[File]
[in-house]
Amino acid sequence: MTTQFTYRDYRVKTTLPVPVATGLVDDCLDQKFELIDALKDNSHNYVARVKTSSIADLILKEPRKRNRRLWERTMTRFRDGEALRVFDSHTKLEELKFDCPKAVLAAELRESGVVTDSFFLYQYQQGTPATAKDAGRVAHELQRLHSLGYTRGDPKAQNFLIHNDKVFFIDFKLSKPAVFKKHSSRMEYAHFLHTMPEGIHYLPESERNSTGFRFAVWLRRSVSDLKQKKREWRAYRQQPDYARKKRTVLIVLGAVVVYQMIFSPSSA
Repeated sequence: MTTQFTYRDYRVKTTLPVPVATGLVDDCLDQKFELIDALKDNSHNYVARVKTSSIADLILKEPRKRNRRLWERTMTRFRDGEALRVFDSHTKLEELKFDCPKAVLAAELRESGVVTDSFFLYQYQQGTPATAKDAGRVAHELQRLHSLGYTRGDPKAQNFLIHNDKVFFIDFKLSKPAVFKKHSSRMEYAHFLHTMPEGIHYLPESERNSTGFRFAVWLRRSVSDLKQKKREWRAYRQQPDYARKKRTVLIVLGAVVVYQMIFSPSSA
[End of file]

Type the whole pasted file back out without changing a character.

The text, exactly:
[in-house]
Amino acid sequence: MTTQFTYRDYRVKTTLPVPVATGLVDDCLDQKFELIDALKDNSHNYVARVKTSSIADLILKEPRKRNRRLWERTMTRFRDGEALRVFDSHTKLEELKFDCPKAVLAAELRESGVVTDSFFLYQYQQGTPATAKDAGRVAHELQRLHSLGYTRGDPKAQNFLIHNDKVFFIDFKLSKPAVFKKHSSRMEYAHFLHTMPEGIHYLPESERNSTGFRFAVWLRRSVSDLKQKKREWRAYRQQPDYARKKRTVLIVLGAVVVYQMIFSPSSA
Repeated sequence: MTTQFTYRDYRVKTTLPVPVATGLVDDCLDQKFELIDALKDNSHNYVARVKTSSIADLILKEPRKRNRRLWERTMTRFRDGEALRVFDSHTKLEELKFDCPKAVLAAELRESGVVTDSFFLYQYQQGTPATAKDAGRVAHELQRLHSLGYTRGDPKAQNFLIHNDKVFFIDFKLSKPAVFKKHSSRMEYAHFLHTMPEGIHYLPESERNSTGFRFAVWLRRSVSDLKQKKREWRAYRQQPDYARKKRTVLIVLGAVVVYQMIFSPSSA